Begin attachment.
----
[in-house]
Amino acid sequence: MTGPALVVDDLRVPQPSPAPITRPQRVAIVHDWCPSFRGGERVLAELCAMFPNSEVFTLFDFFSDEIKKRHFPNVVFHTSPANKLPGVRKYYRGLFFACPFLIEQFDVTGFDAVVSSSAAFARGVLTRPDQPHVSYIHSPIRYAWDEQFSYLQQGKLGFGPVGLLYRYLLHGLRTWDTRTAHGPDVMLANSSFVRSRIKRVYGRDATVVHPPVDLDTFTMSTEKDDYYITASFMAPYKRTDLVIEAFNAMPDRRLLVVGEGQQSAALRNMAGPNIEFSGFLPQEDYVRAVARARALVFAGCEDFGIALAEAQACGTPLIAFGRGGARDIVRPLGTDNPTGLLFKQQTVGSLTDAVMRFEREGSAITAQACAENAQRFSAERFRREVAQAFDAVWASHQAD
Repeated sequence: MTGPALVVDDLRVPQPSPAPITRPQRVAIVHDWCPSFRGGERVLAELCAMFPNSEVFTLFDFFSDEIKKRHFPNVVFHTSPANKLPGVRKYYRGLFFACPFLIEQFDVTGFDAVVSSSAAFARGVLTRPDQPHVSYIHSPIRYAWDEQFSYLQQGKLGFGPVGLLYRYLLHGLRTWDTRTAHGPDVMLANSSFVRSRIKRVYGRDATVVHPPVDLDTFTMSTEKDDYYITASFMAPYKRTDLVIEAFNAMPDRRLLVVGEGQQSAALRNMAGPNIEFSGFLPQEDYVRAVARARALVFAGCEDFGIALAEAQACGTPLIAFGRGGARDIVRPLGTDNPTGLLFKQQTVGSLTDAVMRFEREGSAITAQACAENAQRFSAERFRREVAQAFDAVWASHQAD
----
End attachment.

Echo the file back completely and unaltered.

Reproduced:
[in-house]
Amino acid sequence: MTGPALVVDDLRVPQPSPAPITRPQRVAIVHDWCPSFRGGERVLAELCAMFPNSEVFTLFDFFSDEIKKRHFPNVVFHTSPANKLPGVRKYYRGLFFACPFLIEQFDVTGFDAVVSSSAAFARGVLTRPDQPHVSYIHSPIRYAWDEQFSYLQQGKLGFGPVGLLYRYLLHGLRTWDTRTAHGPDVMLANSSFVRSRIKRVYGRDATVVHPPVDLDTFTMSTEKDDYYITASFMAPYKRTDLVIEAFNAMPDRRLLVVGEGQQSAALRNMAGPNIEFSGFLPQEDYVRAVARARALVFAGCEDFGIALAEAQACGTPLIAFGRGGARDIVRPLGTDNPTGLLFKQQTVGSLTDAVMRFEREGSAITAQACAENAQRFSAERFRREVAQAFDAVWASHQAD
Repeated sequence: MTGPALVVDDLRVPQPSPAPITRPQRVAIVHDWCPSFRGGERVLAELCAMFPNSEVFTLFDFFSDEIKKRHFPNVVFHTSPANKLPGVRKYYRGLFFACPFLIEQFDVTGFDAVVSSSAAFARGVLTRPDQPHVSYIHSPIRYAWDEQFSYLQQGKLGFGPVGLLYRYLLHGLRTWDTRTAHGPDVMLANSSFVRSRIKRVYGRDATVVHPPVDLDTFTMSTEKDDYYITASFMAPYKRTDLVIEAFNAMPDRRLLVVGEGQQSAALRNMAGPNIEFSGFLPQEDYVRAVARARALVFAGCEDFGIALAEAQACGTPLIAFGRGGARDIVRPLGTDNPTGLLFKQQTVGSLTDAVMRFEREGSAITAQACAENAQRFSAERFRREVAQAFDAVWASHQAD